Nicaragua's micro-credit firms so "no" to lower rates

The executive director of the Association of Micro-Finance Institutions (Asomif) says it's impossible to lower interest rates to 8 percent and lengthen repayment times for small loans.

Thursday, July 24, 2008

Alfredo Alaniz was replying to a proposal from a group of debtors in the Jalapa region after a riot that resulted in injuries and property damage from frustrated borrowers who failed to get more generous terms for their loans.
He said that in any case, Asomif sells its non-performing debts to the government, which offers better terms to avoid more damage to the farm sector in the Jalapa region.
Alaniz said a second option is that the government assumes the administrative costs of these debts while the micro-financiers administer the portfolio, so that they can offer the interest rates the borrowers want.

More on this topic

Microfinancers to Fund Housing

August 2014

In Nicaragua two microfinancers will provide short-term loans for progressive housing construction.

The Microfinance companies which up until now have focused on short-term loans to individuals and microenterprises outside of the banking system, will begin to break into the housing market, offering loans for home improvement and construction.

Lack of Capital in Microfinancers

April 2012

In Nicaragua, the ‘No Pago’ (Non Payment) movement has generated such distrust in international sources of finance that this year credit lines -which were $80 million-, have barely reached $5 million.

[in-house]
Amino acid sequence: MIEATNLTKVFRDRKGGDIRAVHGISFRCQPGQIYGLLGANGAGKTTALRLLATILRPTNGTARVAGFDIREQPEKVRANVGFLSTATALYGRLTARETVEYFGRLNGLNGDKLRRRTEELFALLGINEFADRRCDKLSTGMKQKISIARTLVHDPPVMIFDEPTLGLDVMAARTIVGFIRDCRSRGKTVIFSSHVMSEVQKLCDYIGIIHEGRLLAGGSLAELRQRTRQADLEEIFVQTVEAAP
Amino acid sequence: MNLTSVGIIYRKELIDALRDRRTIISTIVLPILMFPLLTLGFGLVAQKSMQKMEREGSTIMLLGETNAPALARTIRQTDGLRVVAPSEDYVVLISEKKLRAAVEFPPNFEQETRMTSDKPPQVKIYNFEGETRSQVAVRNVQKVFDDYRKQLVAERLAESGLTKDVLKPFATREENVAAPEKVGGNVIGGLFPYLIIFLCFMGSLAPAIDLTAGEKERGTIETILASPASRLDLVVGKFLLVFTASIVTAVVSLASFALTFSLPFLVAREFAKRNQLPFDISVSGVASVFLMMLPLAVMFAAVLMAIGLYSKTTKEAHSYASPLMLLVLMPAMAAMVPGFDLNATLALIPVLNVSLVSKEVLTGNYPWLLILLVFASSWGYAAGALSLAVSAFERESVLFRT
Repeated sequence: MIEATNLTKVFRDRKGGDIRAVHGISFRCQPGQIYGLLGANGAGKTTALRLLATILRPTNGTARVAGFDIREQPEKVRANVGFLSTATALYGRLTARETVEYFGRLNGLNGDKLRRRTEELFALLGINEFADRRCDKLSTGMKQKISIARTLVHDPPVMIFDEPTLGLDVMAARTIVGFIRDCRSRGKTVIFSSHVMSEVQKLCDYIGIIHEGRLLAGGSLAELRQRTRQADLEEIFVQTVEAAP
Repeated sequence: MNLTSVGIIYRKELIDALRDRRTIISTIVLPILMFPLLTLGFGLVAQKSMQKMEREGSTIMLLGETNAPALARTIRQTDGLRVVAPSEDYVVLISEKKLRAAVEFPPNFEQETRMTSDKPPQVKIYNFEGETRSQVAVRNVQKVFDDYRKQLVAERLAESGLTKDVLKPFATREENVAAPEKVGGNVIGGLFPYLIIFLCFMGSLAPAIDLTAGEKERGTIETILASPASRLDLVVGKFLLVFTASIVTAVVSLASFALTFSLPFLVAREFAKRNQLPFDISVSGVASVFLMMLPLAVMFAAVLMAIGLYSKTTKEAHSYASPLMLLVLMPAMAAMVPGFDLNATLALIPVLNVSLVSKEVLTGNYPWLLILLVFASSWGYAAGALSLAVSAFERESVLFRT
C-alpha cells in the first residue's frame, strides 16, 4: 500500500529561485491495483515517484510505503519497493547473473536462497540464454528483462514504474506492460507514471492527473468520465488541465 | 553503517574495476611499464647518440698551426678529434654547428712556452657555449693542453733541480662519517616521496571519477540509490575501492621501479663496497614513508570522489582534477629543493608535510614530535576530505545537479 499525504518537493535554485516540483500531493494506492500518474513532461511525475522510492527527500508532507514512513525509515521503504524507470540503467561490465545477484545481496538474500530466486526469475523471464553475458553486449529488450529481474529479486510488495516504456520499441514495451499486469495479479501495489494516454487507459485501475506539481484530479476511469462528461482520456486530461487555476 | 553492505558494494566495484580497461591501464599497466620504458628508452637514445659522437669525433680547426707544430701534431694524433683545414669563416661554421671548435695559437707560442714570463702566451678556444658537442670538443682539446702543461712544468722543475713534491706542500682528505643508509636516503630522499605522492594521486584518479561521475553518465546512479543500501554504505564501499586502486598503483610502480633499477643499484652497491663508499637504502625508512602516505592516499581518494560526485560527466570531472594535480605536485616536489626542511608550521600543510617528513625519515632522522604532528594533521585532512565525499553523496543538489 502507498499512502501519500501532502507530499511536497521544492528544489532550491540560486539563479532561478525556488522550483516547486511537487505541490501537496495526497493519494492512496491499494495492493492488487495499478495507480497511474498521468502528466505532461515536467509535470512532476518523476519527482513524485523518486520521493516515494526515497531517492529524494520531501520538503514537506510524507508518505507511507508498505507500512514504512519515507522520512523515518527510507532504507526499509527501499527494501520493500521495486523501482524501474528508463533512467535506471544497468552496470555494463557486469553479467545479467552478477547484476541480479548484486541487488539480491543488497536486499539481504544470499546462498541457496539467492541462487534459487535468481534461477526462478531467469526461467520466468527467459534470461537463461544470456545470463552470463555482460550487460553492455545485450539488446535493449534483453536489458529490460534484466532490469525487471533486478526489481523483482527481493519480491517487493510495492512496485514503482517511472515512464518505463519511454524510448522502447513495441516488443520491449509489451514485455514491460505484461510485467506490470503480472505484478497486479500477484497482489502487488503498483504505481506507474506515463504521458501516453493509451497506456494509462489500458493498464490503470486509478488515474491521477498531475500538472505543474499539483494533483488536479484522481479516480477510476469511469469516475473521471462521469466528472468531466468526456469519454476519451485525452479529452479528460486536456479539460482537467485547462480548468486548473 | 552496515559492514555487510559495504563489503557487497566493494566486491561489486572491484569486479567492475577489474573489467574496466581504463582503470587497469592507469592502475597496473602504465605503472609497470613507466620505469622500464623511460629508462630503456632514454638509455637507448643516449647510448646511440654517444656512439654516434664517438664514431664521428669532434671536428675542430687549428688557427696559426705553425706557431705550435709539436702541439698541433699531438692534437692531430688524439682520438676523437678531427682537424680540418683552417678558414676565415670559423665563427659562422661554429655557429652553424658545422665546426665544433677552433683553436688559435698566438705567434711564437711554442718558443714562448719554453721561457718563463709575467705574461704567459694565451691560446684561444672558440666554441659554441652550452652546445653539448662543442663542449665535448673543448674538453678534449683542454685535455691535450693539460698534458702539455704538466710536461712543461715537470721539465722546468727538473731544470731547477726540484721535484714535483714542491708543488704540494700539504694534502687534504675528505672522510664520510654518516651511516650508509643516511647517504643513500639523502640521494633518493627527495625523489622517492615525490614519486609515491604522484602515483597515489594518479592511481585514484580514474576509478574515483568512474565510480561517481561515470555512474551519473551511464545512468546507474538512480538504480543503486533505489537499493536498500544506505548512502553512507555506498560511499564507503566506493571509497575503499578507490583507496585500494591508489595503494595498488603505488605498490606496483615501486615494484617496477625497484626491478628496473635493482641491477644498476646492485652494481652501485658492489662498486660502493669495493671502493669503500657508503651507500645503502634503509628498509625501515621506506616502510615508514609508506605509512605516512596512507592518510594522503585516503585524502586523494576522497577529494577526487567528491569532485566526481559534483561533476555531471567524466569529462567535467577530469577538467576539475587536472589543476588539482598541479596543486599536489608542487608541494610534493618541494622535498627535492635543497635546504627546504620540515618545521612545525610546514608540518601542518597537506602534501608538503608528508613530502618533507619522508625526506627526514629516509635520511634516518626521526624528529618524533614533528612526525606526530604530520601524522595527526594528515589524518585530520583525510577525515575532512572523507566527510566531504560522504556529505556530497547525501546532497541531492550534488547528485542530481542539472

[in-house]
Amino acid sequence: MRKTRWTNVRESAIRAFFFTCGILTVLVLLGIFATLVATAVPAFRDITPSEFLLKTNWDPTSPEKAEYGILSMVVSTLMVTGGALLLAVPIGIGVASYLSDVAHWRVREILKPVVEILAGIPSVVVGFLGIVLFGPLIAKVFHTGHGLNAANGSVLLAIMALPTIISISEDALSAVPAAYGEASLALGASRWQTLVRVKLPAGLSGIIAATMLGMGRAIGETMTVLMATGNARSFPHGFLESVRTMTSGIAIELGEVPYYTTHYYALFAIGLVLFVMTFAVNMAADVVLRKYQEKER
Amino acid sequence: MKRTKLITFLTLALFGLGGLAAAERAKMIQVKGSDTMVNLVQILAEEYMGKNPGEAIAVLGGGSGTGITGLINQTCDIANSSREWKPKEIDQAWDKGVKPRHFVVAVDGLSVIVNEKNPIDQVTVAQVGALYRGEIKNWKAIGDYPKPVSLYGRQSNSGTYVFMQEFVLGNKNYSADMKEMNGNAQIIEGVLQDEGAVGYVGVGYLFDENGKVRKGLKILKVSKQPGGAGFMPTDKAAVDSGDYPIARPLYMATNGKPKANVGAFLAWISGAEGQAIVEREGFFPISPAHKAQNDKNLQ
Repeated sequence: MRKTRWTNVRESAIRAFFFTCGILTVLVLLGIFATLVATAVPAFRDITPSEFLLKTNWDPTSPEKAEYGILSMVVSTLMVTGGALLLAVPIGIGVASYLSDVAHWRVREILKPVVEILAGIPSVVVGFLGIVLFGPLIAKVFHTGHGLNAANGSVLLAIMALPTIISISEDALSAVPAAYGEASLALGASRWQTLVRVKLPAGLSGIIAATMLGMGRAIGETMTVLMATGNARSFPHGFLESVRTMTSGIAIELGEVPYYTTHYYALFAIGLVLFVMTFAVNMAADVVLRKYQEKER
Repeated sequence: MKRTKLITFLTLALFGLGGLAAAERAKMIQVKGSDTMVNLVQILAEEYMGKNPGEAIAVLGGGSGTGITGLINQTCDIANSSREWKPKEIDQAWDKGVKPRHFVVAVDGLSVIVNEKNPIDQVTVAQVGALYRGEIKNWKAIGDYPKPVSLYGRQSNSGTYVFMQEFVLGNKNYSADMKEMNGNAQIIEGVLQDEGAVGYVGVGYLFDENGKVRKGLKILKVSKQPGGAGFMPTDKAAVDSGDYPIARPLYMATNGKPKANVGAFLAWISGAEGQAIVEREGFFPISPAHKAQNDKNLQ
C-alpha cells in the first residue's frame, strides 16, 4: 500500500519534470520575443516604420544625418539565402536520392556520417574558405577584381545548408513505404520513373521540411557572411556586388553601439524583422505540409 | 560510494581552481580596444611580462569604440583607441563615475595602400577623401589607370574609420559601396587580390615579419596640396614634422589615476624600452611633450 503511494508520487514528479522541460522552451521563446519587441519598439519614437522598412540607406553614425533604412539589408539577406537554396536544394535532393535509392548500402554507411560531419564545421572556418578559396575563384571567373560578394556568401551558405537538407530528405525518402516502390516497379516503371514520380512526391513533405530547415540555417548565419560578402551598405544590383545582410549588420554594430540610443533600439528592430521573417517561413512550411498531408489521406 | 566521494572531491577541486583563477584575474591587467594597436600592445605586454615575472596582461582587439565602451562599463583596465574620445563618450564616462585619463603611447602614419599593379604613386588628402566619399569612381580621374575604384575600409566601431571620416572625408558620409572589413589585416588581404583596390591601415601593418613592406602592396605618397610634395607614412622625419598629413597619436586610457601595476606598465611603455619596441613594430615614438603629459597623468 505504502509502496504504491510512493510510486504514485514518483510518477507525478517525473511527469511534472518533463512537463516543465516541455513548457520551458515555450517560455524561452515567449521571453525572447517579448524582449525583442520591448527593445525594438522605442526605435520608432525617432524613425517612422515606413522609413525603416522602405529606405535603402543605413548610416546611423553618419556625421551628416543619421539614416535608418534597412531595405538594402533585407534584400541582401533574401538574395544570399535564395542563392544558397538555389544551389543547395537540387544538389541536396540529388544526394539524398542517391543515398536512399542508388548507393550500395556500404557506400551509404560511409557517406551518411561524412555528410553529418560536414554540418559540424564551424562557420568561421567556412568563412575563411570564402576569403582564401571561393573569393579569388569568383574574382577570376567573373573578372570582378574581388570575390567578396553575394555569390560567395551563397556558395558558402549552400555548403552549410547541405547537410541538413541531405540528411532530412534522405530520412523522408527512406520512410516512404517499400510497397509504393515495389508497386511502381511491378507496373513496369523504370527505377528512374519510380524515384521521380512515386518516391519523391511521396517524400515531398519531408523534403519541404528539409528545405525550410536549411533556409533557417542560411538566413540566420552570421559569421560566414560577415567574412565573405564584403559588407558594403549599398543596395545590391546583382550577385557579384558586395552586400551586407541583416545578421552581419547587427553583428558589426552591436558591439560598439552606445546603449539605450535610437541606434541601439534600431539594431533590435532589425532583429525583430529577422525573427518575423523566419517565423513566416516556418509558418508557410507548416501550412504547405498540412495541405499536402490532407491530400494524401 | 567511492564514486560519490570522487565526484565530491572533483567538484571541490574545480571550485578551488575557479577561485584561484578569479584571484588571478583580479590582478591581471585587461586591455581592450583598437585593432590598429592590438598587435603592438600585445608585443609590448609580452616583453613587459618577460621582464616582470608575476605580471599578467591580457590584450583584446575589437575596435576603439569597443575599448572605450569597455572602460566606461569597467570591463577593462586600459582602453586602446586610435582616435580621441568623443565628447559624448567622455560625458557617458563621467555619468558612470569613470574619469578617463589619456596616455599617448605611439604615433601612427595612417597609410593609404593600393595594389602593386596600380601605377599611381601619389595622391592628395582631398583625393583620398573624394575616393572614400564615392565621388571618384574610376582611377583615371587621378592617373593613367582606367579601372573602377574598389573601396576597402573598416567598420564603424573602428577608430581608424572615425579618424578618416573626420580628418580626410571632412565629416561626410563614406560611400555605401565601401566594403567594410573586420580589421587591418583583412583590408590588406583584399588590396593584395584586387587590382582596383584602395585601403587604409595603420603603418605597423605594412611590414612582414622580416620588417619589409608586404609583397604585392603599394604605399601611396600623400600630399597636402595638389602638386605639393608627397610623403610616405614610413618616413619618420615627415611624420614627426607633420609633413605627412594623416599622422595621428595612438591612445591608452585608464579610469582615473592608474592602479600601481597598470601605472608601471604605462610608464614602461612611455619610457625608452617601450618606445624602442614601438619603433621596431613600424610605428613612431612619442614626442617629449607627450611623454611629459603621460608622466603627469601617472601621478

MFIs received less than $5 million in the first quarter of 2012 from international lending institutions, which directly affects their ability to offer more microloans, said Alfredo Alaniz, executive director of the Association of Microfinance Institutions (ASOMIF).

Nicaraguan Financing Companies Oppose “Moratory Law”

April 2010

Asomif will submit a plea for unconstitutionality at the Supreme Court of Justice.

René Romero, president of Asomif, the Nicaraguan Association of Microfinance Institutions, assured that despite presenting this plea, they will observe the new law known as “Moratory Law”, which sets conditions for negotiating debt covenants between debtors and microfinance institutions.

Micro-finance is booming in Nicaragua

July 2008

Micro-finance has grown rapidly in Nicaragua over the last decade. Between the end of 1999 and the end of last year, the total micro-credit portfolio grew at an average 19.4 percent a year, while the number of clients grew by 25 percent a year, according to industry statistics.

Most of the loans have been made to small farmers and artisans who are usually unable to borrow money from the commercial banks.

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